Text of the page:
Makes 6-8 scones, depending on how you choose to slice.

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Gingerbread Apple Pancakes

23 Dec

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In a somewhat circuitous turn of events, I seem to have created pancakes out of a cake. It started off innocently enough, with an apple sitting on the counter and the arrival of cold weather igniting a fierce craving for gingerbread. A gingerbread apple cake sounded lovely, and I started off with every intention to make just that.

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The problem was, it took me a few minutes of prep time to realize that while I was standing around in the kitchen preparing to make gingerbread, it was barely 9 o’clock in the morning. Even I have limits when it comes to gauging the appropriate time to make and eat cake, so there had to be some quick thinking involved if I was going to salvage the potential gingerbread project. Though I admit that there is but a fine line that separates a full-fledged cake from a plate of tiny little pan-cooked cakes, it still seemed like making pancakes at 9AM was a more acceptable practice than churning out a cake as such an hour.

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It’s interesting to see what turns a project can take, and these pancakes are no exception. With the pleasant bite of molasses paired with cinnamon and ginger, these are definitely a treat of a breakfast, perfect for a special morning or a holiday brunch with family. But these are also a somewhat virtuous breakfast offering, boasting the heartiness of whole wheat flour combined with the rather demure additions of applesauce and shredded fresh apple. If you are one to drench your pancakes in maple syrup, these can no doubt make for a breakfast of supreme indulgence. If you are like me, however, and can no longer tolerate the joys of unadulterated maple syrup consumption, a dollop of plain or lemon yogurt will make these pancakes shine in a slightly more responsible manner. Either way, they are a joy to eat, and a wonderful treat on a cold winter morning.

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Last Year: No-Knead Apple Bread

Gingerbread Apple Pancakes

2 cups whole wheat flour

1 cup unbleached all-purpose flour

4 teaspoons baking powder

2 teaspoons ground cinnamon

1 teaspoon ground ginger

pinch of allspice

¼ teaspoon salt

3 large eggs, lightly beaten

1 ½ cups milk

1/3 cup molasses

¼ cup unsweetened applesauce

2 tablespoons vegetable oil

1 small apple, peeled (if the skin is tough—my apple had a very thin skin, so I left it on) and grated, then squeezed in your hands a bit to remove any excess moisture (I ended up with about ½ heaping cup of shredded apple)

¼ teaspoon finely grated lemon zest

In a large bowl, whisk together both flours, the baking powder, spices, and salt. In a medium bowl, or in a very large measuring cup, whisk together the remaining ingredients.  Pour the liquid ingredients over the dry ingredients, and stir or whisk to combine. Use a gentle hand when mixing, since over-mixing the batter will result in some very tough pancakes.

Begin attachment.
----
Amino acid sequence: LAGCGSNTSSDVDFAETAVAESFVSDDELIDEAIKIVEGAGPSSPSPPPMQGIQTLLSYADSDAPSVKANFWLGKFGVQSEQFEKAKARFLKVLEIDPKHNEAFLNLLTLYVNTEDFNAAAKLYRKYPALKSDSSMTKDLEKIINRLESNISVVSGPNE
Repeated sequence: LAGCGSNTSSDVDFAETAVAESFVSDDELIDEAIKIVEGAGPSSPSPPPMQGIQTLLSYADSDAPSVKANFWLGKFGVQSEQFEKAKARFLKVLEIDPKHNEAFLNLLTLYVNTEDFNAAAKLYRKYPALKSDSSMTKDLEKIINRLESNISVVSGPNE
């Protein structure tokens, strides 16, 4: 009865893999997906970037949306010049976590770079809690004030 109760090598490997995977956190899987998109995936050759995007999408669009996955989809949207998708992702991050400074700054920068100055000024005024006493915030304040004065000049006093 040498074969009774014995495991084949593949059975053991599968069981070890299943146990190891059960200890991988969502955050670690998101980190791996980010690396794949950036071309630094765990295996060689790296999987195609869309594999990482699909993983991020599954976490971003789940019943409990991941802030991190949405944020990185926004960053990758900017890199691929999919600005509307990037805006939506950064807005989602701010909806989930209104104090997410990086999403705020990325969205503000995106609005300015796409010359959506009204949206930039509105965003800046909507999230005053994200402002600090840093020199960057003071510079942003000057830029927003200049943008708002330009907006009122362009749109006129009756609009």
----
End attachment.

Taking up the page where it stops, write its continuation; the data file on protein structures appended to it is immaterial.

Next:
Heat a large skillet or griddle over low heat. Spoon batter onto hot griddle and cook until the pancakes appear a bit dry along the edges and bubbles begin to form and barely pop on the surface of the pancake (this can take anywhere from 2 to 5 minutes). Gently flip the pancakes over and cook for an additional 2 to 5 minutes (again, depending on the heat of your griddle), until the pancakes are brown and somewhat firm.

Keep cooked pancakes warm in a 200 degree oven while you cook the remaining batter. Serve pancakes with maple syrup, applesauce, or yogurt. Serves 4 to 6 people.

Mini Cherpumple

19 Dec

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Let’s just state the obvious here: there is no such thing, really, as a mini cherpumple, because there is absolutely nothing at all to be found about a cherpumple that can be classified as “mini.” The cherpumple, as some of you may recall, is a three-layer, six-part dessert, dreamed up by humorist Charles Phoenix. Three layers of cake encase three different types of pie, which are then stacked atop one another and spackled with cream cheese frosting. It is, just as Phoenix dreamed it, the turducken of desserts.

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When I first wrote about the cherpumple, I was surprised to encounter some rather enthusiastic responses to the dessert. Whereas I found the very idea of the cherpumple to be an affront to the very basic tenets of food, every single person I talked to about the cherpumple thought it was fascinating. You must make a cherpumple, I was told. It is your destiny to bring a cherpumple to life.